"The tow-path ran on the south side of the canal until it reached the nunnery grounds, from which point the opposite side was used, the horses crossing over by means of bridges. Thus there was no tow-path between the canal and the grounds of the nunnery, although the canal company owned a strip of land a rod in width on that side, which they could have used for that purpose had they desired. The facts about this part of the canal I remember with great distinctness, because I had frequently repaired the tow-path here when I had a spare day from the brickyard."

Later in the account there is a bit more about the canal. "One Saturday in June, I think, 1834, a man and his wife came from the country to Charlestown on a visit to a blacksmith named Lamson. During the day Mrs. Lamson and her guest, accompanied by a lady who lived near by, went to look at the canal, which was a curiosity to the country people at that time. When the party arrived at the bridges in front of the nunnery, they crossed over to the south side, and continued their walk close to the canal."

Commentary: The great value of Buzzell's description of the canal running by the convent is that he was an eyewitness to the fact. Further, his statement has increased validity because as he declared "I had frequently repaired the tow-path here." How does his account of the towpath being on the east side up to the convent where, at least for a very short distance it ran on the west side, compare to other accounts?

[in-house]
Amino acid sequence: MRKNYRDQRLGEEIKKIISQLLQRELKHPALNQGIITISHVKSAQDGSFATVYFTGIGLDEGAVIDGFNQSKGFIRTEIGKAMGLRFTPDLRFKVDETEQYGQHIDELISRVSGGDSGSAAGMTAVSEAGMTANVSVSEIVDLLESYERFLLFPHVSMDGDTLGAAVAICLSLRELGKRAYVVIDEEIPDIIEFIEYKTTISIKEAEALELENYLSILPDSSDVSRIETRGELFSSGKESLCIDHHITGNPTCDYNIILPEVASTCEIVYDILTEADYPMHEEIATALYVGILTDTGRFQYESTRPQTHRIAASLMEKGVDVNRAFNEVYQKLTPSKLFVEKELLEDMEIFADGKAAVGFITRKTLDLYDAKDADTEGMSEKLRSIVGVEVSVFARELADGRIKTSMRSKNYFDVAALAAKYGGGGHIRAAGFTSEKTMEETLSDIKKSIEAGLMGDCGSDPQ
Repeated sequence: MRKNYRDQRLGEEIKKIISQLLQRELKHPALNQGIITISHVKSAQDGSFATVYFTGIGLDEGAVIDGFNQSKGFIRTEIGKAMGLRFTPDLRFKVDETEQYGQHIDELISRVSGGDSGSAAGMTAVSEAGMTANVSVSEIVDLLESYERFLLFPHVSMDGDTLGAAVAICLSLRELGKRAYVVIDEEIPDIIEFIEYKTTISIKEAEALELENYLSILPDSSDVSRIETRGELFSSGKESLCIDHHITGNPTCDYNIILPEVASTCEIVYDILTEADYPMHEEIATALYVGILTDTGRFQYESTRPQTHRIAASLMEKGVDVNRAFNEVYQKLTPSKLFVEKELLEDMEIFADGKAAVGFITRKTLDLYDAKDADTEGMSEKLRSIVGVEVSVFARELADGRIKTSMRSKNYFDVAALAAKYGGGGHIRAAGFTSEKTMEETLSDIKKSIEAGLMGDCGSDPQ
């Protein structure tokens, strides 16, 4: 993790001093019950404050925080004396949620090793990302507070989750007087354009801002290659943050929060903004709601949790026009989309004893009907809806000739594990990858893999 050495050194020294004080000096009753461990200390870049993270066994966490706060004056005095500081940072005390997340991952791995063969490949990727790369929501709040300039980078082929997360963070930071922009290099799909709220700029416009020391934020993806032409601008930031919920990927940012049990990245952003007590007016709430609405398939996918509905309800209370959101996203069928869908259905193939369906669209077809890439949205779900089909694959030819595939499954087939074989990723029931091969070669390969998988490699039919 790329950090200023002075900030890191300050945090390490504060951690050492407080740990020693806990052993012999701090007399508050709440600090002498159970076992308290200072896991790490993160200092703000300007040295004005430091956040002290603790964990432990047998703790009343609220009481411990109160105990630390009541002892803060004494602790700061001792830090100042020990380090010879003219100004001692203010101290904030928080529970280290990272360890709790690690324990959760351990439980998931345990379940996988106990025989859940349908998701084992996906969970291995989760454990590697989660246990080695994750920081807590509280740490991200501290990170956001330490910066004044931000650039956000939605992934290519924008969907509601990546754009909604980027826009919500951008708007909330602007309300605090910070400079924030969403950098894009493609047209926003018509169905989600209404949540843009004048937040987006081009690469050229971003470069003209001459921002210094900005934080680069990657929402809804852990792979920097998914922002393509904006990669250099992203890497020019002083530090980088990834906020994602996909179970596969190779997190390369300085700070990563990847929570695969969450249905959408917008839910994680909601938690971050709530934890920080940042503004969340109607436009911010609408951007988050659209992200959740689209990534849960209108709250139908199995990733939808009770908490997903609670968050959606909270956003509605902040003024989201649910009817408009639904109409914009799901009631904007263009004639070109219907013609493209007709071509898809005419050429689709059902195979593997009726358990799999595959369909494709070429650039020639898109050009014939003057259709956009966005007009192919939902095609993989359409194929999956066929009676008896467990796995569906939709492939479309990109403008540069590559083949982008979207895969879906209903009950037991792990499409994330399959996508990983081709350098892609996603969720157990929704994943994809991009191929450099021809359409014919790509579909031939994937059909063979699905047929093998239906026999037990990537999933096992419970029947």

Unfortunately most of the maps of the route of the canal do not indicate on which side the towpath was located. However, Bill Gerber, in a helpful essay on the subject, says the following: "Traveling north from the Charles River tidal lock, en route from the Charlestown Mill Pond to the Merrimack River, the towpath remained on the east side of the canal for about 11¾ miles, to Carter's Accommodation Bridge. This was at a point about 20 chains (1 chain = 66 feet) north of the original site of the Baldwin Mansion." But as the careful scholar he is he then indicated that sometimes this rule did not always prevail.

Later using Baldwin's 1829 canal survey he writes this of the Somerville section: "In the 11 plus mile stretch between the southern terminus and the point where the change was made, the towpath was on the east side of the canal almost certainly because both the Charlestown Mill Pond (where timber and other goods brought down the canal were held until they could be disposed of) and Horn Pond and the Horn Pond feeder canal (the source of auxiliary water for the canal's eastern division) were on the west side." In this discussion east-west and north-south can be confusing as Gerber uses east-west, which is the correct terminology as the canal ran north, but Buzzell as we have seen uses south and north.